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US Political Parties Eye Asian American Vote


Asians are the fastest-growing minority group in the United States, and political scientists say they are starting to have an impact on U.S. politics.

Traditionally, politicians had dismissed the Asian American electorate, voting expert Tanzila Ahmed said.

“One of the biggest issues is people think Asians are this big, monolithic group, and we’re not. We’re so different,” said Ahmed, who is voter engagement manager for Asian Americans Advancing Justice in Los Angeles.

But Ahmed said something has changed for the coming general election.

“I think now for the first time we see politicians actually going, 'Wait a second -- who are these people? How can we get them to be a part of our campaign, get them to be a part of our party?' "

That’s because Asian American voters are having an impact on election outcomes nationwide, said U.S. Rep. Judy Chu of California, a Democrat who chairs the Congressional Asian Pacific American Caucus.

“In certain states, [Asians] are providing a margin of victory," she said. "For instance, in Nevada and in Virginia, they are a growing percentage that can influence the outcome of really close elections.“

Language barrier

Chu is running for re-election in a district in which Asians and Pacific Islanders make up nearly 40 percent of the residents. She said language is one of the biggest barriers for politicians trying to reaching out to this community.

“There are many for whom English is not the first language," she said. "And that means that if you’re going to do voting materials, they really should be translated to various languages."

Polls show more Asian Americans vote for Democrats than for Republicans. But Allison Watanabe, a Democrat, said she wouldn't vote for a candidate just because he or she is is Asian.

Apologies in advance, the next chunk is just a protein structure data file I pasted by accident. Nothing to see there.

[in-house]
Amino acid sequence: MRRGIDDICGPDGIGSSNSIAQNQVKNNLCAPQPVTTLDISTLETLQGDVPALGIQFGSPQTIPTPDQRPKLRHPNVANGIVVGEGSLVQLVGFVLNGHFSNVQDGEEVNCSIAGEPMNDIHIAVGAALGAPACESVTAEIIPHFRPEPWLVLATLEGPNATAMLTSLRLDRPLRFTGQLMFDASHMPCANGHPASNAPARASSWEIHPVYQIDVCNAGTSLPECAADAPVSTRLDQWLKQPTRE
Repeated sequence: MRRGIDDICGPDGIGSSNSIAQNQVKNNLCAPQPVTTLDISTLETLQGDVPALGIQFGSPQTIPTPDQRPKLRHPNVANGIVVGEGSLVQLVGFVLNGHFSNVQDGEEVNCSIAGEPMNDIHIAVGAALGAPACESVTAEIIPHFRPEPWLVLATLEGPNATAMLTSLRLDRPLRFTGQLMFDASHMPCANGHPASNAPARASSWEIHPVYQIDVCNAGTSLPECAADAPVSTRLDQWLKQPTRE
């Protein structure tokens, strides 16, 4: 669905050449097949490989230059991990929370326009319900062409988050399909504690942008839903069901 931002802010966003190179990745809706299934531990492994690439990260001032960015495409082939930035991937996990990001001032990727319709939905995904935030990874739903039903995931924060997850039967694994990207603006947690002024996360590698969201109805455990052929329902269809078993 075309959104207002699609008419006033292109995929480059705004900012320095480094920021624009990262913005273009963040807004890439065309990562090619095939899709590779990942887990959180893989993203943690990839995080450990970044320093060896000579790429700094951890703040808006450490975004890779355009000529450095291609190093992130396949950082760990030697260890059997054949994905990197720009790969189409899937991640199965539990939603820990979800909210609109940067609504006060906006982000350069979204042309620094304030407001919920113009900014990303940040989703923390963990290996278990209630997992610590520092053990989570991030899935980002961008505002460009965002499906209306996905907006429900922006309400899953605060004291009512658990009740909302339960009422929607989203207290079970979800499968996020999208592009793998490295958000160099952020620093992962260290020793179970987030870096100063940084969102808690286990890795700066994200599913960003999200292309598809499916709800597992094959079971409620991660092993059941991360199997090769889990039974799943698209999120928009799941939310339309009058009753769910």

“Not if they do not share my values,” she said.

Political scientist Morris Levy said many Asian Americans don’t identify with a particular political party.

“Even among voters who were voting Democrat in the last few elections, many are reluctant to say, 'I identify myself as a Democrat,' " he said.

Both parties are trying to capture the Asian American vote.

Shawn Steel, a Californian who is a member of the Republican National Committee, called Asian Americans "the most successful group of immigrants to have ever assimilated in America, the quickest and the most effective. It’s perfect material for the changing Republican Party, not merely to have them vote but to have them lead the Republican Party.”

Eyes on Orange County

Steel's wife, Michelle, is one of several Republican Asian Americans running for office in state and local races. She is seeking an Orange County government position.

“The Republican National Committee is watching Orange County, because four Asian American women are running," she said. "And that’s going to change the face of the Republican Party.”

Yet while the number of Asian American voters will grow, many will remain undecided over the short term, Levy said.

“You still have large-scale immigration, so as you continue to kind of fuel this pool of new potential voters and new residents who are just beginning to navigate the U.S. political system, you’re likely if anything to increase the percentage that’s uncommitted in the short run,” he said.

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